Convenience Store News
CHICAGO — In the digital-first era that the convenience store industry is entering, accuracy in ordering is of extreme importance. After all, if customers have a bad experience, they are less likely to place another digital order from that retailer in the future.
Customer orders, however, aren’t the only key aspect of ordering for a successful foodservice program — ordering inventory for the program itself is equally critical. Between meeting demand and reducing shrink, c-store operators have little room for error, according to a recent Convenience Store News webinar sponsored by Applied Data Corp. (ADC).
“What is ordering? What we’re really getting into is the replenishment of raw ingredients,” said Shamus Hines, CEO of ADC, noting that this includes everything from pepperoni slices and cheese for pizza to bread and lettuce for sandwiches. “Whatever favorite foodservice item it is, there’s a little bit more complexity involved with the ordering process we’re talking about today.”
Why should retailers care about ordering? Because “foodservice continues to matter a lot to c-stores,” Hines stressed. According to ADC data, even after taking a hit in 2020, nearly a quarter of c-store sales (23 percent) can be attributed to foodservice, while 36 percent of c-store profits are attributed to foodservice. Not only that, but 15-20 percent of restaurants closed due to the COVID-19 pandemic, which means restaurant dollars are up for grabs.
“It should be a major focus for any c-store,” he said.
Potential profits can easily be lost if the foodservice category is not managed properly. As much as 35 percent of food produced in retail is wasted. Thus, investing in efforts to push this figure down makes sense, as doing so will have a strong impact on profits.
According to Hines, ordering is a core solution for many of the challenges convenience stores are grappling with today. Retailers must have the product — or a backup to the product — to make the sale, which has grown more difficult in the face of supply chain challenges. Retailers also need to account for the increased complexity of online orders. Ultimately, this is achieved through writing better orders, he said.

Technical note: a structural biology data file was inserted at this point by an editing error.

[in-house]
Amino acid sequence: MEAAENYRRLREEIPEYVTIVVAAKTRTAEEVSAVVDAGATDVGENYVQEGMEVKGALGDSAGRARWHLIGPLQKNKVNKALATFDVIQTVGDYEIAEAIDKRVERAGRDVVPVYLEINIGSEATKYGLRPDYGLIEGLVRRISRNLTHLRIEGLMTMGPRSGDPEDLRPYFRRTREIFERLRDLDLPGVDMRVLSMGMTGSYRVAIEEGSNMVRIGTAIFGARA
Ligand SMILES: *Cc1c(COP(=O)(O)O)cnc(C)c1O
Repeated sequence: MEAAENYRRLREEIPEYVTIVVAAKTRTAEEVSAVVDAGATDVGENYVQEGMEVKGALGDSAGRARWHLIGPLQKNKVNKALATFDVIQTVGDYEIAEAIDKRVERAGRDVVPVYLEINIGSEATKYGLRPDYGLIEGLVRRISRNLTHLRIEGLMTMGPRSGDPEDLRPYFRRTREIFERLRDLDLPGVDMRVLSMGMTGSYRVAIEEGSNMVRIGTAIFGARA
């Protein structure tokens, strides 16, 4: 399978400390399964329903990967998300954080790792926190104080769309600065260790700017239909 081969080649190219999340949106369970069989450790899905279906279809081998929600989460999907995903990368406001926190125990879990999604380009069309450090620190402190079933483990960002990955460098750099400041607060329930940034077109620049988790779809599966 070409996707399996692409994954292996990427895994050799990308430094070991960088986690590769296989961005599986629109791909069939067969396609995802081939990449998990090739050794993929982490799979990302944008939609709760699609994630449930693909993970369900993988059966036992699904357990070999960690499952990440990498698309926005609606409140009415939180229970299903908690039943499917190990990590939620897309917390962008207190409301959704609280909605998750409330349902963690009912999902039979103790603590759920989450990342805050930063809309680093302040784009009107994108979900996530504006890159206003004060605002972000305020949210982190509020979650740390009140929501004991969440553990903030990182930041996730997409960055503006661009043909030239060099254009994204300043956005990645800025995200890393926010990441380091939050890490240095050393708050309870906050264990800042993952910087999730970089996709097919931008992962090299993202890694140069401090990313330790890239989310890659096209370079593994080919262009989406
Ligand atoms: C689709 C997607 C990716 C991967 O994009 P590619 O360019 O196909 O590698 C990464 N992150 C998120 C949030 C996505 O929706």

“The ordering process needs to be as simple and efficient as possible,” Hines advised.
He noted that while all retailers must consider the omnichannel experience, the “real magic” for c-stores happens inside the store, and foodservice will serve as the biggest differentiator there.
It is likely retailers need to order from multiple vendors to offer a quality, reliable foodservice experience, so they need an ordering system that can handle that, according to Hines. He predicts the winners of the future will be those who use technology smartly, with a solid ordering and inventory management system necessary to handle inevitable complexities.
In addition to providing a major financial return on investment, the chief executive cited that a good ordering system will:
- Create more efficient store operations;
- Provide more accurate orders, which will enable more accurate product pricing and margins;
- Improve in-stock position;
- Reduce waste; and
- Improve product quality.
DODGING ROADBLOCKS AND ACHIEVING A SMOOTH RIDE
Common roadblocks when it comes to ordering are that it is traditionally a manual, labor-intensive process using pen and paper; it relies on store associates to do mental math and forecast accurately; ordering fresh food is often done the same way as ordering for other categories despite its different needs; and there’s often poor recipe data and organization.
Expecting store-level employees to become data experts and accurate forecasters is a particularly “huge pitfall” when they are also expected to focus on the customers in front of them, according to Sarah Montgomery, director of strategic accounts at ADC.
If retailers order and stock fresh food the way they do products like candy and tobacco, “you’re likely missing a lot of that inventory,” she said. However, technology-assisted, accurate foodservice ordering ensures the “right stock at the right time.”
Resistance to change is common, but the retailers doing well today are focused on change management and laying a good foundation. Focusing on operational excellence should come before technology, according to Montgomery, because if a current process isn’t being followed, the likelihood of success for a new process or new technology is low.
Retailers should have patience as “there is no finish line,” she said. “It’s a constant discipline.”
She advises retailers to focus on data integrity because planning for the future is “difficult to impossible” without a handle on what is already being sold and and how it’s being sold.
Perpetual inventory that is continually tracked and ordered regularly is both “super important” to the fresh food ordering process and unique from other aspects of ordering, Montgomery noted.
C-stores should use technology to enhance the customer experience and help with the overall program, but not view tech as a single fix-all.
“Technology is not magic. It doesn’t fix everything,” Montgomery said. “However, it’s absolutely going to propel you into greater success much faster.”
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